Resilience on household and business balance sheets
admin | November 9, 2018
This document is intended for institutional investors and is not subject to all of the independence and disclosure standards applicable to debt research reports prepared for retail investors.
Despite the length and almost surely with help from the current long economic expansion, the average US household remains in a fantastic position. Business balance sheets, meanwhile, are also in solid shape in the aggregate, despite well-documented instances of potential overleverage among certain heavily indebted firms to trying to hold on their investment-grade status. Both aggregate balance sheets should bring important resilience along for the foreseeable future.
After the run-up in debt in the 2000s, mostly associated with mortgage-related borrowing, households have spent more than a decade repairing their balance sheets. The ratio of overall household debt to GDP has been trending lower since peaking in 2008 at exactly 100%. In fact, in the last nine years, there have only been four quarters when this ratio ticked up and three of those were by a tenth of a percentage point or less (Exhibit 1).
Exhibit 1: Household debt-to-GDP ratio
The fall in household debt relative to GDP has brought the ratio down to 77% as of mid-2018, the lowest reading since 2002 and almost entirely unwinding the steep run-up in the ratio during the mortgage boom years of the early-to-mid 2000s. This series exhibited a significant uptrend trend, even before the unsustainable borrowing seen in the 2000s, as households have come to use credit for more and more of their spending, including many types of routine day-to-day transactions that would never have been purchased on credit decades ago. As a result, the drop in the debt-to-GDP ratio over the last decade has brought the latest levels modestly below a trend line fitted to the uptrend seen in the 1970s, 1980s, and 1990s.
In short, household balance sheets are remarkably healthy, a verdict further underscored by the benchmark revisions to GDP published in July, which included a massive upward adjustment to the household savings rate over the past few years. While borrowing costs are rising as the Fed normalizes monetary policy, households in the aggregate are far from being overburdened with debt and should have the wherewithal, especially given the vigor of labor demand and an uptick in wage gains, to continue spending at a solid clip for the foreseeable future.
Corporate balance sheets
It has been well-documented, including by our team (Rising risk from BBBs) that there appear to be pockets of overleverage in the corporate universe. The proportion of ‘BBB’ credit in the investment grade corporate bond universe is unusually high, and in a number of high-profile cases, leverage ratios for some of these ‘BBB’ firms seem to be too high to justify their current ratings based on historical ratings metrics.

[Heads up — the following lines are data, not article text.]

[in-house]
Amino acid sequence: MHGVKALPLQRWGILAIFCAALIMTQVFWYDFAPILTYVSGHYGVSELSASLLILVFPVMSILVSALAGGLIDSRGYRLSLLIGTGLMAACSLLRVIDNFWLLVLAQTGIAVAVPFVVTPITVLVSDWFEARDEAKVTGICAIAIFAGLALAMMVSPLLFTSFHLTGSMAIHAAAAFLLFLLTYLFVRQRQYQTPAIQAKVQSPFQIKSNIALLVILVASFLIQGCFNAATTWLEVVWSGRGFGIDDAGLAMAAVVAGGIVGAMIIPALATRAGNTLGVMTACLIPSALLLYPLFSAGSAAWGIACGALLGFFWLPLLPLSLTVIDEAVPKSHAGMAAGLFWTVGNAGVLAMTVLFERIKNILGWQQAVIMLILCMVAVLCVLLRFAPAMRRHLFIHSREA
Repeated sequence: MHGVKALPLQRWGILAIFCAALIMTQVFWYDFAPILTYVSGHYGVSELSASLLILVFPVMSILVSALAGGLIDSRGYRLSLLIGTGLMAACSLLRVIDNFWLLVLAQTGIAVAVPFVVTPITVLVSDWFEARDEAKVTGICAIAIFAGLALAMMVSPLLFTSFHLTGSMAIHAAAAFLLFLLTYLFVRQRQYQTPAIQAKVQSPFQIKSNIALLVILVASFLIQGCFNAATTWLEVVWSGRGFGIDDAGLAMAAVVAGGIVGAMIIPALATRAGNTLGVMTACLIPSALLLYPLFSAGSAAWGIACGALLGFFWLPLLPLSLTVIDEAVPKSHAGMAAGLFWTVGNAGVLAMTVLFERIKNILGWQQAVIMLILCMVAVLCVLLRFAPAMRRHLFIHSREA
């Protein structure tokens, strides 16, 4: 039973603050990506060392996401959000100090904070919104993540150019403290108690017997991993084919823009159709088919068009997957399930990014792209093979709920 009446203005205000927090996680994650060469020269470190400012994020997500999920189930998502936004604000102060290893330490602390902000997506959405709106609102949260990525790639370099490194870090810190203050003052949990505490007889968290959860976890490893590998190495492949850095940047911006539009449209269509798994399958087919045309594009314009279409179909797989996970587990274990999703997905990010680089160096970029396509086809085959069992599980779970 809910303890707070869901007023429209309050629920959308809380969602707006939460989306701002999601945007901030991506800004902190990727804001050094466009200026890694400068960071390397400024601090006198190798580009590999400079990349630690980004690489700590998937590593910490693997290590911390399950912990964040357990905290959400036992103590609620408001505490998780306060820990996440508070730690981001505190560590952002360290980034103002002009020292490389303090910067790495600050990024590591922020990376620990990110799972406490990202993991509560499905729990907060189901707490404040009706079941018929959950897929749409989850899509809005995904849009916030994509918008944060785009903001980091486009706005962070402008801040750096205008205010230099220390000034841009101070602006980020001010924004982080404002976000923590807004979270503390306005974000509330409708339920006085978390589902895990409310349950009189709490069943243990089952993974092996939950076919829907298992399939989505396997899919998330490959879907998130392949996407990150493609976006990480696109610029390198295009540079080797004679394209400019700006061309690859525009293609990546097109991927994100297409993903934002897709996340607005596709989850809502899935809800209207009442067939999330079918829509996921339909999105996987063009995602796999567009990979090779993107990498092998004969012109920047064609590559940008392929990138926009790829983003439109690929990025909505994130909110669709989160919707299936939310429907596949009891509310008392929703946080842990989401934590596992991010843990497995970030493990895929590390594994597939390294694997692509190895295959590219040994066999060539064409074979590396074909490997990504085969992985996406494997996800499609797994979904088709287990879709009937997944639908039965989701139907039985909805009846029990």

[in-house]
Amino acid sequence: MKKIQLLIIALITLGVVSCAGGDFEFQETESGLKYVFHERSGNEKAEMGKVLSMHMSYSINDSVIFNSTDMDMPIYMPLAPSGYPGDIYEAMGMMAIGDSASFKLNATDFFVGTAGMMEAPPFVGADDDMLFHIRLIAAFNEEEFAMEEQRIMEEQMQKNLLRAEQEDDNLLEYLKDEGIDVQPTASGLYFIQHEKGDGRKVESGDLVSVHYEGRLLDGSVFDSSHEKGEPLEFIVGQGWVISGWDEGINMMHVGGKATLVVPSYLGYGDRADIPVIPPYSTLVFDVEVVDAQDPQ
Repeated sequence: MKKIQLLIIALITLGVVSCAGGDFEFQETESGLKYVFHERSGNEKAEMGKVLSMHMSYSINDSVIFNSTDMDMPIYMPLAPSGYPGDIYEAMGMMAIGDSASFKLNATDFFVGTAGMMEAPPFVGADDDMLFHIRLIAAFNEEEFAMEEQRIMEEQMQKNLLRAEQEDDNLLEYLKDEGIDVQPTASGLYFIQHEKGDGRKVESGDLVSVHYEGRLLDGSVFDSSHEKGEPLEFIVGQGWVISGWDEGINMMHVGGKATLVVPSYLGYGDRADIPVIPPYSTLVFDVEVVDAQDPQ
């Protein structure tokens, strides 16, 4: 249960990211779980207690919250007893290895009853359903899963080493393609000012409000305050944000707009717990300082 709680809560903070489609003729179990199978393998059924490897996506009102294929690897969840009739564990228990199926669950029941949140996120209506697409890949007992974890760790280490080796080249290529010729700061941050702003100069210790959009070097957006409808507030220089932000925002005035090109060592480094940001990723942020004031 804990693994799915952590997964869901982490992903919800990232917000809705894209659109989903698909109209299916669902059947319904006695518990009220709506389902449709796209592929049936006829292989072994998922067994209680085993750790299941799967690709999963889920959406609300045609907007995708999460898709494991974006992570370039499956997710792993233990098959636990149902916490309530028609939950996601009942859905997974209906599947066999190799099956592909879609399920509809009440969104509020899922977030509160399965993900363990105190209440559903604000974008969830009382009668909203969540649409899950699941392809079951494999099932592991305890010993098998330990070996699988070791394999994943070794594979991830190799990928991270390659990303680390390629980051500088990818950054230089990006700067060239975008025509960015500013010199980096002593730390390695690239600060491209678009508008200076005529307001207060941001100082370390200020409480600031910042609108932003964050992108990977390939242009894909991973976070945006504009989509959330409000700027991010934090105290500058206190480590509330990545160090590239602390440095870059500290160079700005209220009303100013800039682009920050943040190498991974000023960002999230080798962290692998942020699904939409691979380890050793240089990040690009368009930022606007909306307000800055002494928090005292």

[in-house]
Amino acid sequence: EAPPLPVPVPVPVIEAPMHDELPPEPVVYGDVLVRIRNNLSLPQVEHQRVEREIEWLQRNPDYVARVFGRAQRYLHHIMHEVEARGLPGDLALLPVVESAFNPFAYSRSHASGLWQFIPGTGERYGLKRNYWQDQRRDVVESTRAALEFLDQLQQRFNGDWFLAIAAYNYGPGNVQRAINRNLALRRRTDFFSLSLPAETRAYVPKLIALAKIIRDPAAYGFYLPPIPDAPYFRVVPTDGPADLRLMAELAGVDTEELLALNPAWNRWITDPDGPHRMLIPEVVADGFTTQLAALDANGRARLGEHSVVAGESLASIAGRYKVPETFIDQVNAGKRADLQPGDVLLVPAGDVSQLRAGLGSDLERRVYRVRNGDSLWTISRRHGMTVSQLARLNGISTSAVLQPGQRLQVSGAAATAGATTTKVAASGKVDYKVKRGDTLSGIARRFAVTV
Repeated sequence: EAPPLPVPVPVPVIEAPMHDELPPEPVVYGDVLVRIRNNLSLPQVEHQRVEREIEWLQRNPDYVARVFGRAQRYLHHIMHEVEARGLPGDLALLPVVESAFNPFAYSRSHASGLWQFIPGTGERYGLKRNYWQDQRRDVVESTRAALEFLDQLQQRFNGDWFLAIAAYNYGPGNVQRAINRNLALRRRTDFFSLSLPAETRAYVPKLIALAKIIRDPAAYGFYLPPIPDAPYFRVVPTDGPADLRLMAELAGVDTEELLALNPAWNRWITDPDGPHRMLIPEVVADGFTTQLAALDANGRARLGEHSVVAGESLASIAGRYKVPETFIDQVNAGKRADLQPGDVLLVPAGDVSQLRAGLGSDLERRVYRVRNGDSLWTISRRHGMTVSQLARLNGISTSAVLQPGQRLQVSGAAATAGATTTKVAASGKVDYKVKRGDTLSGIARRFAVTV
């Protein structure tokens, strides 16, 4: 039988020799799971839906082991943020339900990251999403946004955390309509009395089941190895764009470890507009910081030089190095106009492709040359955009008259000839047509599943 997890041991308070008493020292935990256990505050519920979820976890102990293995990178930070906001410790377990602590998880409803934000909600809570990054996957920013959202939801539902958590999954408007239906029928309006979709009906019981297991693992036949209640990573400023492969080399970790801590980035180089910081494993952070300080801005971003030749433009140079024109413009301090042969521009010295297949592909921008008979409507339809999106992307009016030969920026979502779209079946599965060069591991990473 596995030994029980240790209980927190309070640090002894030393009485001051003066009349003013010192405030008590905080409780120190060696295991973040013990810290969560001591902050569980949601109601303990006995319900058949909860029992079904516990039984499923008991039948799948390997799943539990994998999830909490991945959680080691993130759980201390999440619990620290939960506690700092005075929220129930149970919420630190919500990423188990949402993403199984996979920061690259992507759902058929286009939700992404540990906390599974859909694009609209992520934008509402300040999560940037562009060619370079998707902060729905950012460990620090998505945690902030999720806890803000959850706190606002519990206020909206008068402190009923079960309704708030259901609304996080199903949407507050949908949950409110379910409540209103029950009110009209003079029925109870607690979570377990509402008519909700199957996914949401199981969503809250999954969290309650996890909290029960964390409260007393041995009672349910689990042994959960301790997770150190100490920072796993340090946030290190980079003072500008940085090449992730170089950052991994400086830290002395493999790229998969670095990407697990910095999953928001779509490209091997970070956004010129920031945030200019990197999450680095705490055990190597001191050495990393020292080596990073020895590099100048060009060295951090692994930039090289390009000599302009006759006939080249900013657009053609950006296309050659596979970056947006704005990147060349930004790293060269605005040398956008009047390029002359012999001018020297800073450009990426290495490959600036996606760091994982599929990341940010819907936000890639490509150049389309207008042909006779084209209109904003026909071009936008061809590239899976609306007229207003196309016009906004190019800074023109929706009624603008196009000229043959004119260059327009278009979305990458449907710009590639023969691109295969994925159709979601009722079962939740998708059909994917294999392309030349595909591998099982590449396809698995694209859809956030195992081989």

Even so, the Federal Reserve data show that in the aggregate, corporate balance sheets do not point to signs of extreme stress (Exhibit 2). Indeed, the data show that nonfinancial corporations’ debt-to-net-worth has been remarkably steady throughout the decade and certainly do not illustrate the sort of run-up that occurred, for example, in the 1980s.
Exhibit 2: Nonfinancial corporate debt to net worth ratio
For unincorporated businesses, the debt situation is arguably even better. It is well-documented that small businesses suffered through a fierce credit squeeze during and in the years after the 2008 financial crisis. Many small businesses traditionally used credit cards or home equity lines to fund their operations, a tactic that became far more difficult with the sharp tightening in credit standards seen in the aftermath of the crisis Thus, debt-to-net-worth for unincorporated nonfinancial businesses spiked during the downturn (probably due mostly to plunging net worth) but has been falling ever since, and in recent quarters is approaching the readings seen in the 1980s and 1990s (Exhibit 3).
Exhibit 3: Nonfinancial noncorporate business debt to net worth ratio
As with the household sector, there appears to be a long-term uptrend in this series, as small businesses have greater access to various forms of credit than they may have had decades ago, when a bank loan was probably their main or only avenue for borrowing. In that context, the slide in the debt ratio since 2010 has taken the measure to or potentially even below the trend line going back to 1970.
These data are also consistent with the NFIB monthly small business survey responses, which suggest that small businesses are doing extraordinarily well and that very few of them are having difficulty accessing credit.
Any time that an expansion reaches the age that the current one has, it is a good idea to be on heightened alert for the appearance of the sort of imbalances that have led to downturns in the past. One candidate would be overleveraged households or businesses. The aggregate data suggest that households are in unusually good shape for such an extended expansion, likely reflecting a more cautious approach to borrowing in the wake of the 2008 crisis. The situation for businesses is not quite as unambiguously favorable, but there are also no obvious signs of widespread stress, which suggests that the prevalence of BBB debt and high leverage that has followed in the case of several high-profile acquisitions may not be broadly indicative of the overall business debt picture.